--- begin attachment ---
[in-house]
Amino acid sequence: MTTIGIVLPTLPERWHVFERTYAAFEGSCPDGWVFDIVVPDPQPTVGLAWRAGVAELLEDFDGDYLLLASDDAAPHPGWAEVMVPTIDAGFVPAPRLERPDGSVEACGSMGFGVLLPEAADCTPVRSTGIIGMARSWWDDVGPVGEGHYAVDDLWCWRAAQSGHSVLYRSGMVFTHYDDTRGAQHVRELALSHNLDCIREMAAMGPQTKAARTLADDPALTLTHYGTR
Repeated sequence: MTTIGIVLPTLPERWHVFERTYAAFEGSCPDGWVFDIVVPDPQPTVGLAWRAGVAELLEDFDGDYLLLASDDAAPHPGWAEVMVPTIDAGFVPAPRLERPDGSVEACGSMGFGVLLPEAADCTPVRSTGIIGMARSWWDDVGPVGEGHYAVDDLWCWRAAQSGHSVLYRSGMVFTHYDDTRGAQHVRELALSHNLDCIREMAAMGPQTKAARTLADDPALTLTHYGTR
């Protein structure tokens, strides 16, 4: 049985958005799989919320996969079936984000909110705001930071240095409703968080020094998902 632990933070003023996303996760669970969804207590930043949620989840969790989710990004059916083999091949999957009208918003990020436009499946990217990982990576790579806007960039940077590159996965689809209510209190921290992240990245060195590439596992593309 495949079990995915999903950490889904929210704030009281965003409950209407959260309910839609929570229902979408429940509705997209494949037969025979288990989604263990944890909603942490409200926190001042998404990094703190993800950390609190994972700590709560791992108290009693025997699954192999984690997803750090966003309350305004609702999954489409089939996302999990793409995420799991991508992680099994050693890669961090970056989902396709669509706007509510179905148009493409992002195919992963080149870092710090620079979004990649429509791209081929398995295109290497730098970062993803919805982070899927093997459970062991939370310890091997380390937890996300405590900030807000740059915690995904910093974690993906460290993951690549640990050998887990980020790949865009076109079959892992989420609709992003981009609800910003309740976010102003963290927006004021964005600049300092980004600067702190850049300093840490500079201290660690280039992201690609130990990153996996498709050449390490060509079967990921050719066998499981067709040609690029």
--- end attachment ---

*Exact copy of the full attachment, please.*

[in-house]
Amino acid sequence: MTTIGIVLPTLPERWHVFERTYAAFEGSCPDGWVFDIVVPDPQPTVGLAWRAGVAELLEDFDGDYLLLASDDAAPHPGWAEVMVPTIDAGFVPAPRLERPDGSVEACGSMGFGVLLPEAADCTPVRSTGIIGMARSWWDDVGPVGEGHYAVDDLWCWRAAQSGHSVLYRSGMVFTHYDDTRGAQHVRELALSHNLDCIREMAAMGPQTKAARTLADDPALTLTHYGTR
Repeated sequence: MTTIGIVLPTLPERWHVFERTYAAFEGSCPDGWVFDIVVPDPQPTVGLAWRAGVAELLEDFDGDYLLLASDDAAPHPGWAEVMVPTIDAGFVPAPRLERPDGSVEACGSMGFGVLLPEAADCTPVRSTGIIGMARSWWDDVGPVGEGHYAVDDLWCWRAAQSGHSVLYRSGMVFTHYDDTRGAQHVRELALSHNLDCIREMAAMGPQTKAARTLADDPALTLTHYGTR
């Protein structure tokens, strides 16, 4: 049985958005799989919320996969079936984000909110705001930071240095409703968080020094998902 632990933070003023996303996760669970969804207590930043949620989840969790989710990004059916083999091949999957009208918003990020436009499946990217990982990576790579806007960039940077590159996965689809209510209190921290992240990245060195590439596992593309 495949079990995915999903950490889904929210704030009281965003409950209407959260309910839609929570229902979408429940509705997209494949037969025979288990989604263990944890909603942490409200926190001042998404990094703190993800950390609190994972700590709560791992108290009693025997699954192999984690997803750090966003309350305004609702999954489409089939996302999990793409995420799991991508992680099994050693890669961090970056989902396709669509706007509510179905148009493409992002195919992963080149870092710090620079979004990649429509791209081929398995295109290497730098970062993803919805982070899927093997459970062991939370310890091997380390937890996300405590900030807000740059915690995904910093974690993906460290993951690549640990050998887990980020790949865009076109079959892992989420609709992003981009609800910003309740976010102003963290927006004021964005600049300092980004600067702190850049300093840490500079201290660690280039992201690609130990990153996996498709050449390490060509079967990921050719066998499981067709040609690029």